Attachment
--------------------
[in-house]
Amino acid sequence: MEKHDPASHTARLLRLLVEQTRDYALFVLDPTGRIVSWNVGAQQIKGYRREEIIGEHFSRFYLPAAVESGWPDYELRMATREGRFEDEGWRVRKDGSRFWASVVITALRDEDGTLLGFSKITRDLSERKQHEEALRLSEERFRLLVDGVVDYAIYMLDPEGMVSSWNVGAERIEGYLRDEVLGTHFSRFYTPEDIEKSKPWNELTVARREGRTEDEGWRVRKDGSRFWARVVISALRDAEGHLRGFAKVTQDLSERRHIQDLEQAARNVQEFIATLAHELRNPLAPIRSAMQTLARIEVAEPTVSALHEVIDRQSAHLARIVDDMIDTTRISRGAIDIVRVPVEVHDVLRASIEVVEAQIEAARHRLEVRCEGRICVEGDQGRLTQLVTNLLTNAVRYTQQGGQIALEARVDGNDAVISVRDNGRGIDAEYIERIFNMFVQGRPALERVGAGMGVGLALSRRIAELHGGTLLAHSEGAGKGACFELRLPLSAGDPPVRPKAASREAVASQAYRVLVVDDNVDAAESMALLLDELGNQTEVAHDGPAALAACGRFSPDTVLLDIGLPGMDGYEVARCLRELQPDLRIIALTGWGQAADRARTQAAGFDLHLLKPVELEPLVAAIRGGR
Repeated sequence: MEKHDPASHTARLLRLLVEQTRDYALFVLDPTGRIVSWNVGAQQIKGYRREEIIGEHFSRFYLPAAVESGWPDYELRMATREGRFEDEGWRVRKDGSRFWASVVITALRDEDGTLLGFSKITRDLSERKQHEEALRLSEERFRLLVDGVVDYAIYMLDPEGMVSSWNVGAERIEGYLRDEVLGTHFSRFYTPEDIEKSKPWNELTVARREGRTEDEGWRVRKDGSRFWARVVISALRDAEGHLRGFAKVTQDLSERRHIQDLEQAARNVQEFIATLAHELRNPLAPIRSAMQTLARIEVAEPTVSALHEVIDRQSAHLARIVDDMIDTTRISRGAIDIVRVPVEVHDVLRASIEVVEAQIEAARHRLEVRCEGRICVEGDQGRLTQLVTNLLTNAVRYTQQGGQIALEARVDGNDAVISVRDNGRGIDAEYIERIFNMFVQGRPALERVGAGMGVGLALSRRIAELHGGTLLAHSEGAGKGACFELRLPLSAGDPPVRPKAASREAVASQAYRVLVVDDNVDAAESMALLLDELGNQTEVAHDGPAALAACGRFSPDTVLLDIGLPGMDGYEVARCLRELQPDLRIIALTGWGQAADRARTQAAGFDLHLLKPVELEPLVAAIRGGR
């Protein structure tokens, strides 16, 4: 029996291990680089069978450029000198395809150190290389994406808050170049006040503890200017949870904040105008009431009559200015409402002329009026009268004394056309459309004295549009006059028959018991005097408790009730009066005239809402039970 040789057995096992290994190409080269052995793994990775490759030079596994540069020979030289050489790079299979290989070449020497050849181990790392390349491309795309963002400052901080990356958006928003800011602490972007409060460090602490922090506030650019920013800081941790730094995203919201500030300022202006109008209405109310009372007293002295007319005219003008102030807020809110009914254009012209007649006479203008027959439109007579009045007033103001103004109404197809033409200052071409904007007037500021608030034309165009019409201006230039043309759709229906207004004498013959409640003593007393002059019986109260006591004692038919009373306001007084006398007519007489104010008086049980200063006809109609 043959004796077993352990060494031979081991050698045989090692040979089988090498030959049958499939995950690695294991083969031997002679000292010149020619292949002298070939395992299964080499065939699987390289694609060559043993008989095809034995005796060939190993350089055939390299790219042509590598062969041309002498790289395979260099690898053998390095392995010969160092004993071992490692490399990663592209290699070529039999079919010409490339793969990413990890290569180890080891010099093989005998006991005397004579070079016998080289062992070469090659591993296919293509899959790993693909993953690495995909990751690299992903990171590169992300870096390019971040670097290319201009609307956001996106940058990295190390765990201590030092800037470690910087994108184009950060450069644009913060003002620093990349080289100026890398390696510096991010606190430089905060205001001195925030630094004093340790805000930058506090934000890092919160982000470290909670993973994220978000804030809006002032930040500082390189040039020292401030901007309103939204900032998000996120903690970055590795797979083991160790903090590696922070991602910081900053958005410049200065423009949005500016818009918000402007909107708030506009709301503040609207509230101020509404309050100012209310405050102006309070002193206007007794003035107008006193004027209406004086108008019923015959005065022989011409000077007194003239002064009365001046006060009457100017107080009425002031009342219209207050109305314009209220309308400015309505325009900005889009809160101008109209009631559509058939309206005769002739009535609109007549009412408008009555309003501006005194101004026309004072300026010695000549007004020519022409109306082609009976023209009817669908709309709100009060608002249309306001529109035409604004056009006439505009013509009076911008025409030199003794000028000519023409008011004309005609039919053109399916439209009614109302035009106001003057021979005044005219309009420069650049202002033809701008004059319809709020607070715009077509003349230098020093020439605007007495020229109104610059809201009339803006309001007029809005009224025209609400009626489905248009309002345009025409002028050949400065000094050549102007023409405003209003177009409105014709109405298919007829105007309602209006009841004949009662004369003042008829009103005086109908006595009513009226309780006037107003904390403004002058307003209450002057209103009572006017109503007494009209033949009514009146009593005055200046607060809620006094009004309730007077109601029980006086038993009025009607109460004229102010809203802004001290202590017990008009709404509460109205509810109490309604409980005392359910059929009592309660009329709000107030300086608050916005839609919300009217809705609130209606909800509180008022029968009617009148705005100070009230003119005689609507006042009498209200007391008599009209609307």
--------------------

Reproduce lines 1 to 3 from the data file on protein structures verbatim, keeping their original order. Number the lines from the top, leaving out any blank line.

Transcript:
[in-house]
Amino acid sequence: MEKHDPASHTARLLRLLVEQTRDYALFVLDPTGRIVSWNVGAQQIKGYRREEIIGEHFSRFYLPAAVESGWPDYELRMATREGRFEDEGWRVRKDGSRFWASVVITALRDEDGTLLGFSKITRDLSERKQHEEALRLSEERFRLLVDGVVDYAIYMLDPEGMVSSWNVGAERIEGYLRDEVLGTHFSRFYTPEDIEKSKPWNELTVARREGRTEDEGWRVRKDGSRFWARVVISALRDAEGHLRGFAKVTQDLSERRHIQDLEQAARNVQEFIATLAHELRNPLAPIRSAMQTLARIEVAEPTVSALHEVIDRQSAHLARIVDDMIDTTRISRGAIDIVRVPVEVHDVLRASIEVVEAQIEAARHRLEVRCEGRICVEGDQGRLTQLVTNLLTNAVRYTQQGGQIALEARVDGNDAVISVRDNGRGIDAEYIERIFNMFVQGRPALERVGAGMGVGLALSRRIAELHGGTLLAHSEGAGKGACFELRLPLSAGDPPVRPKAASREAVASQAYRVLVVDDNVDAAESMALLLDELGNQTEVAHDGPAALAACGRFSPDTVLLDIGLPGMDGYEVARCLRELQPDLRIIALTGWGQAADRARTQAAGFDLHLLKPVELEPLVAAIRGGR
Repeated sequence: MEKHDPASHTARLLRLLVEQTRDYALFVLDPTGRIVSWNVGAQQIKGYRREEIIGEHFSRFYLPAAVESGWPDYELRMATREGRFEDEGWRVRKDGSRFWASVVITALRDEDGTLLGFSKITRDLSERKQHEEALRLSEERFRLLVDGVVDYAIYMLDPEGMVSSWNVGAERIEGYLRDEVLGTHFSRFYTPEDIEKSKPWNELTVARREGRTEDEGWRVRKDGSRFWARVVISALRDAEGHLRGFAKVTQDLSERRHIQDLEQAARNVQEFIATLAHELRNPLAPIRSAMQTLARIEVAEPTVSALHEVIDRQSAHLARIVDDMIDTTRISRGAIDIVRVPVEVHDVLRASIEVVEAQIEAARHRLEVRCEGRICVEGDQGRLTQLVTNLLTNAVRYTQQGGQIALEARVDGNDAVISVRDNGRGIDAEYIERIFNMFVQGRPALERVGAGMGVGLALSRRIAELHGGTLLAHSEGAGKGACFELRLPLSAGDPPVRPKAASREAVASQAYRVLVVDDNVDAAESMALLLDELGNQTEVAHDGPAALAACGRFSPDTVLLDIGLPGMDGYEVARCLRELQPDLRIIALTGWGQAADRARTQAAGFDLHLLKPVELEPLVAAIRGGR